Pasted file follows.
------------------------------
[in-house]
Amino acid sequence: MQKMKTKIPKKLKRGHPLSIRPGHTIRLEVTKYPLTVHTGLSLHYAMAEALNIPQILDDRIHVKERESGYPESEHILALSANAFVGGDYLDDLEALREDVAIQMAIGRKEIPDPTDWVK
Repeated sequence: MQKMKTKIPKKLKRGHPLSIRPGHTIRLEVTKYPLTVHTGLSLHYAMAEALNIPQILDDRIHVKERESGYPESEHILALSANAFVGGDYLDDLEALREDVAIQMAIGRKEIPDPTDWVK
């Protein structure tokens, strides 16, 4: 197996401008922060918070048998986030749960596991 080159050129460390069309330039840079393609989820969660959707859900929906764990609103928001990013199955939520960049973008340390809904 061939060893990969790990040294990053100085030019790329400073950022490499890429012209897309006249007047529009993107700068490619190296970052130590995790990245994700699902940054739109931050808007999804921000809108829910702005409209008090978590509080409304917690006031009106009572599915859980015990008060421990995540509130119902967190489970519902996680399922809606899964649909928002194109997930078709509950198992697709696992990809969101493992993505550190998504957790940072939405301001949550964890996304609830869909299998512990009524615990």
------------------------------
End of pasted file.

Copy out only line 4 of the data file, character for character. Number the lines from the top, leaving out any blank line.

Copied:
């Protein structure tokens, strides 16, 4: 197996401008922060918070048998986030749960596991 080159050129460390069309330039840079393609989820969660959707859900929906764990609103928001990013199955939520960049973008340390809904 061939060893990969790990040294990053100085030019790329400073950022490499890429012209897309006249007047529009993107700068490619190296970052130590995790990245994700699902940054739109931050808007999804921000809108829910702005409209008090978590509080409304917690006031009106009572599915859980015990008060421990995540509130119902967190489970519902996680399922809606899964649909928002194109997930078709509950198992697709696992990809969101493992993505550190998504957790940072939405301001949550964890996304609830869909299998512990009524615990």